• If it is a matter where a settlement or hearing may be involved, how many of those matters has the attorney handled?
  • In general for this type of matter, what does the attorney consider to be a good result?
  • Can the attorney explain the process to you?


  • What is the best way to communicate with the lawyer and how will he or she communicate with you?
  • When can you expect to hear from the attorney?
  • Are there other people in the attorney’s office who can assist you should an emergency arise while your attorney is unavailable?
  • How will you know what work the attorney has done or will be doing on your matter?


  • Will you be comfortable sharing your information with the attorney?
  • Do you understand the information the attorney is telling you?
  • Are there different approaches to your situation, and if so, how will the attorney decide which to take or recommend to you?


  • How does the attorney charge you?  Based on hours worked?  Fixed fee?  Or some other method?
  • Is payment required up front?  If so, how and when is that money applied to your account?
  • Will you receive statements for the work performed?
  • Will you be charged for expenses (ex:  travel, hotel, postage, copy charges)?
  • Does the attorney accept credit card payments?

This is a general guide and is not legal advice.  Of course, there may be other questions or concerns you may want to discuss with a potential attorney based on your individual circumstances or issues.

As always, if you have any questions about this post or about the Ohio Board of Nursing in general, please feel free to contact one of the attorneys at the Collis Law Group LLC at 614-486-3909 or email me at beth@collislaw.com.



Nursing Board Consent Agreements Are Binding Contracts and Generally Can Not Be Changed

A Consent Agreement is a written contract between a nurse and the Ohio Board of Nursing. A Consent Agreement is a voluntary agreement that outlines the discipline that will be imposed against a nurse. A Consent Agreement is similar to a plea bargain in a criminal case. The nurse agrees to certain disciplinary conditions, in lieu of proceeding to an administrative hearing before the Board. By entering into the Consent Agreement, the nurse generally admits to certain misconduct and agrees to comply with certain disciplinary terms.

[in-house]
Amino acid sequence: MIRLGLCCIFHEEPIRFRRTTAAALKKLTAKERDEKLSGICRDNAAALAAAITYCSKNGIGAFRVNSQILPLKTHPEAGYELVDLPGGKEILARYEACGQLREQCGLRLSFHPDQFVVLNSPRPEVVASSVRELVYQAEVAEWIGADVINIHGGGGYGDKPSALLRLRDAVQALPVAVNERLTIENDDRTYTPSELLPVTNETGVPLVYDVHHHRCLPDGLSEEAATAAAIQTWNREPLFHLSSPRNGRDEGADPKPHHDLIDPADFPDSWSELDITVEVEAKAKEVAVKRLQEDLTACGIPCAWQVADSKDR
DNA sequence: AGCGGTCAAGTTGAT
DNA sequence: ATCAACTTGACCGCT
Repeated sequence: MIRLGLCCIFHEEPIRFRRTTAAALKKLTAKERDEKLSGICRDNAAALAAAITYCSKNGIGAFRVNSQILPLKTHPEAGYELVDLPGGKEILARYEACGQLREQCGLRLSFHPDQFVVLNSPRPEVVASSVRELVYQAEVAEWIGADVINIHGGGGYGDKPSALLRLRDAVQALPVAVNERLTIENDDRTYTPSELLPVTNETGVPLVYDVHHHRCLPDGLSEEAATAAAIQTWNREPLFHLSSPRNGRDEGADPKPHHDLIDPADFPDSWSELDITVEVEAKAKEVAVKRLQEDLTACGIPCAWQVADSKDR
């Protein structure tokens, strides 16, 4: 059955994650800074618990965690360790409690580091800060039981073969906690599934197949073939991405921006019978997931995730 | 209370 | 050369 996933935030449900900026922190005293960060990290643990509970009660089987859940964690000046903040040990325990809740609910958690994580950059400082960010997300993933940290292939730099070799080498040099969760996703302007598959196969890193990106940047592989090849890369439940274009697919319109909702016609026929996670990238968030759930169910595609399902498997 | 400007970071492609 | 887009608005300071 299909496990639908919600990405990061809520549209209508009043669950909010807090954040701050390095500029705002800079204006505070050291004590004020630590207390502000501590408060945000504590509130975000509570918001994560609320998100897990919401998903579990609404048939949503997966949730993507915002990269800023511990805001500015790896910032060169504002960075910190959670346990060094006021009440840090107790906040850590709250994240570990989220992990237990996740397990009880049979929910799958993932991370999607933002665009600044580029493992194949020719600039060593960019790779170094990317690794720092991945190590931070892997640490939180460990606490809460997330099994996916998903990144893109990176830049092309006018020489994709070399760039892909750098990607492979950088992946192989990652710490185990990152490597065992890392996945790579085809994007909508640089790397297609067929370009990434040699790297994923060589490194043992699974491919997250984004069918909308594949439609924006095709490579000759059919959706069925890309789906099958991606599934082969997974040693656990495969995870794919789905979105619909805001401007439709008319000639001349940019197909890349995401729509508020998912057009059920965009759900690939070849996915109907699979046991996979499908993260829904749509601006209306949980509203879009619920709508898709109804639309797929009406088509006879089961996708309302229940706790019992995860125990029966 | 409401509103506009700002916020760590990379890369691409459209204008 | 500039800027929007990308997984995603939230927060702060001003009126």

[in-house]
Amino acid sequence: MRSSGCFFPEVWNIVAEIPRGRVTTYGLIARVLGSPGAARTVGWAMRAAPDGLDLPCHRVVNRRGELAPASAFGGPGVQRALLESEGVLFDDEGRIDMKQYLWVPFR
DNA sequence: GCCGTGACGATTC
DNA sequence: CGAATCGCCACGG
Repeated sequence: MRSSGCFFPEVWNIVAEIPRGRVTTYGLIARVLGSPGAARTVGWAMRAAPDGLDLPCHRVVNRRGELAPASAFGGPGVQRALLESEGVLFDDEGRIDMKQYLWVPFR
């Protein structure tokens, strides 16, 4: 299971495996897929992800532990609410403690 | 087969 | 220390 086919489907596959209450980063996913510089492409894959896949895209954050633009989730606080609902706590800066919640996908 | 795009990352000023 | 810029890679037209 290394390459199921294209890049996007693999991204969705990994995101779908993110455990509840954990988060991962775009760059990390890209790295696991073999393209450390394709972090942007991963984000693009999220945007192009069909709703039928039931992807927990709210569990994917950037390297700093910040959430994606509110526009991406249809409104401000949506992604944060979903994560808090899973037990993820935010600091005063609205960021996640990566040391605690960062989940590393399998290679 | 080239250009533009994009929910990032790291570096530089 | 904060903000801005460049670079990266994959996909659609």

It is important to keep in mind that once you enter into a Consent Agreement, you are required to complete all terms. Depending on the specific language of the Consent Agreement, you can, in certain circumstances, request modifications to a Consent Agreement after a period of time. However, if the Consent Agreement does not specifically provide that the Consent Agreement may be modified, generally you cannot “get out” of or change the terms of the Consent Agreement.

In most cases, for the probationary period to toll, the nurse needs to work in a position where a nursing license is required. Consent Agreements typically always provide that any time that the nurse is not employed in a nursing position will not reduce the probation or monitoring period.

Generally, once you enter into the Consent Agreement, the only way to “get out” of the Agreement is to comply with its terms. Often nurses have “buyer’s remorse” when they enter into a Consent Agreement and after several months, they no longer want to comply with the terms of the Consent Agreement. However, in most cases, unless the nurse has complied with all the terms of the Consent Agreement the probationary period will not be lifted or modified.

Also, at the end of the probation period, the Consent Agreement does not automatically end. The nurse needs to affirmatively request to be released from all probationary terms of the Consent Agreement.

Consent Agreements are contracts entered into between the nurse and the Board of Nursing. As you may be subject to compliance terms for many months, years, or even indefinitely, it is imperative that you understand the terms of the Consent Agreement BEFORE you sign it.